In the future, hydrogen could also join electricity as an important energy carrier an energy carrier moves and delivers energy in a usable form to consumers renewable energy sources, like the sun and wind, can't produce energy all the time. Hydrogen is considered as a secondary source of energy, commonly referred to as an energy carrier energy carriers are used to move, store and deliver energy in a form that can be easily used electricity is the most well-known example of an energy carrier.
Hydrogen is usually considered an energy carrier, like electricity, as it must be produced from a primary energy source such as solar energy, biomass, electricity (eg in the form of solar pv or via wind turbines), or hydrocarbons such as natural gas or coal.
Hydrogen is the simplest element on earth—it consists of only one proton and one electron—and it is an energy carrier, not an energy source hydrogen can store and deliver usable energy, but it doesn't typically exist by itself in nature and must be produced from compounds that contain it. In a future full hydrogen economy, primary energy sources and feedstock would be used to produce hydrogen gas as stored energy for use in various sectors of the economy producing hydrogen from primary energy sources other than coal, oil, and natural gas, would result in lower production of the greenhouse gases characteristic of the combustion of these fossil energy resources.
Hydrogen fuel hydrogen is one of two natural elements that combine to make water hydrogen is not an energy source, but an energy carrier because it takes a great deal of energy to extract it from water. Use of hydrogen nearly all of the hydrogen consumed in the united states is used by industry for refining petroleum, treating metals, producing fertilizer, and processing foods rocket fuel is the main use of hydrogen for energy the national aeronautics and space administration (nasa) is the largest user of hydrogen as a fuel.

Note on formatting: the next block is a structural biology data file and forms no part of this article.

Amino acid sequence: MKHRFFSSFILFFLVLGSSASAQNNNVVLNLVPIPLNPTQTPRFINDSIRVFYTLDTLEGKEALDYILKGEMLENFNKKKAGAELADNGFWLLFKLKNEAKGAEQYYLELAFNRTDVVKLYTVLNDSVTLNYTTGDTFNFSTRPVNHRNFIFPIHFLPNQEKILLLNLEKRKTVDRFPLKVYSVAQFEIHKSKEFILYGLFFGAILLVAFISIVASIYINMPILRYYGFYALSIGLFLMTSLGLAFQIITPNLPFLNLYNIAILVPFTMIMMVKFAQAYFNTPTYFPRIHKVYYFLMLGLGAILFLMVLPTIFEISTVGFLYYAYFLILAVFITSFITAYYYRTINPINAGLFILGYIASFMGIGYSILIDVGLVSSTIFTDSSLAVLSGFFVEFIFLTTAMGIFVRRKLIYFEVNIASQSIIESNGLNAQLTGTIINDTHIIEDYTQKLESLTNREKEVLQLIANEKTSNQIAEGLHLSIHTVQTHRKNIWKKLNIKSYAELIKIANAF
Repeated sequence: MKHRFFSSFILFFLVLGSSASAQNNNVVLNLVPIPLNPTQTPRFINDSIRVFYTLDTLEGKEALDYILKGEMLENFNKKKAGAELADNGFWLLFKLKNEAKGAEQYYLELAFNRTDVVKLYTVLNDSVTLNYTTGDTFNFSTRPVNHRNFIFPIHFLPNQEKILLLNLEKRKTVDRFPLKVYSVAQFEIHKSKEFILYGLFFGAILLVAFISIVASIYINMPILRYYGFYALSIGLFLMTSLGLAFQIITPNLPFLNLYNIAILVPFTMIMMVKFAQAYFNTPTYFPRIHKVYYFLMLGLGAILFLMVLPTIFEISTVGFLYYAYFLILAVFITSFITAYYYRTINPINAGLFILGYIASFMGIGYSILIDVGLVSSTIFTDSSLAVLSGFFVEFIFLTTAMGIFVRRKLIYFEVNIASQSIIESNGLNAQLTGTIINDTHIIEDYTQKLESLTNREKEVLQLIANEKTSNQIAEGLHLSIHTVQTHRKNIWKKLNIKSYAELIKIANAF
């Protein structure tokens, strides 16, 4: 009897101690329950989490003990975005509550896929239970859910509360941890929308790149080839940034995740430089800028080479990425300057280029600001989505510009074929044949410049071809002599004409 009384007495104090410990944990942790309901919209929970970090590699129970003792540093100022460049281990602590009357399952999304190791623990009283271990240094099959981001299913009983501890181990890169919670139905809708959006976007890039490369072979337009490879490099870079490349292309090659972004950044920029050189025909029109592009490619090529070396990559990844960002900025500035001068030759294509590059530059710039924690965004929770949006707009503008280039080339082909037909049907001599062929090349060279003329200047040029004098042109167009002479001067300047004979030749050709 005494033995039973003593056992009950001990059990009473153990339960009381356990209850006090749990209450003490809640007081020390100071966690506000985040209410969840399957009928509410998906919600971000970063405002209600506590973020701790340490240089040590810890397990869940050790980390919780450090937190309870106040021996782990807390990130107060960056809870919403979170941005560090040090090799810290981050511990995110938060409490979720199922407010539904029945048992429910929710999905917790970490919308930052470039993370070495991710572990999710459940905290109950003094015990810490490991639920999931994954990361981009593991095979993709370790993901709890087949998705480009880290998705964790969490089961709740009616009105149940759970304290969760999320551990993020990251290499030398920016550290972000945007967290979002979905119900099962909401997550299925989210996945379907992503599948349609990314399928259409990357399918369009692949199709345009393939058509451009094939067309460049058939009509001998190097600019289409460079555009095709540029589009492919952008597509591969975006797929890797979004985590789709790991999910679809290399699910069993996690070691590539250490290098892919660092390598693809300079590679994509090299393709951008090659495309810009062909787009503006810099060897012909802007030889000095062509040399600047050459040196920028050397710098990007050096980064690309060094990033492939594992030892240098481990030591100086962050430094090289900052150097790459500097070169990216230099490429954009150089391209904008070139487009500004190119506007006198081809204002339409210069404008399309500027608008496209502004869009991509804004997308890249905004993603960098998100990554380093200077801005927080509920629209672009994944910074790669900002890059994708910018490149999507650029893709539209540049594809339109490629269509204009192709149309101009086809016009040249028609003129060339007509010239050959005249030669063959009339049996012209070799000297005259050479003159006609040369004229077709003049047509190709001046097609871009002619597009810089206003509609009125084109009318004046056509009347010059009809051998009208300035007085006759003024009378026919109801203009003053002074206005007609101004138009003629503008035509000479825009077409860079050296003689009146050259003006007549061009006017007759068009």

The energy in 22 pounds (1 kilogram) of hydrogen gas is about the same as the energy in 1 gallon (62 pounds, 28 kilograms) of gasoline because hydrogen has a low volumetric energy density, it is stored onboard a vehicle as a compressed gas to achieve the driving range of conventional vehicles.
Hydrogen, when used in a fuel cell to provide electricity, is an emissions-free alternative fuel produced from diverse energy sources currently, drivers of fuel cell electric vehicles (fcevs) can fuel up at retail stations in less than 5 minutes and obtain a driving range of more than 300 miles. Hydrogen basics hydrogen is a clean-burning fuel, and when combined with oxygen in a fuel cell, it produces heat and electricity with only water vapor as a by-product but hydrogen does not exist freely in nature: it is only produced from other sources of energy , so it is often.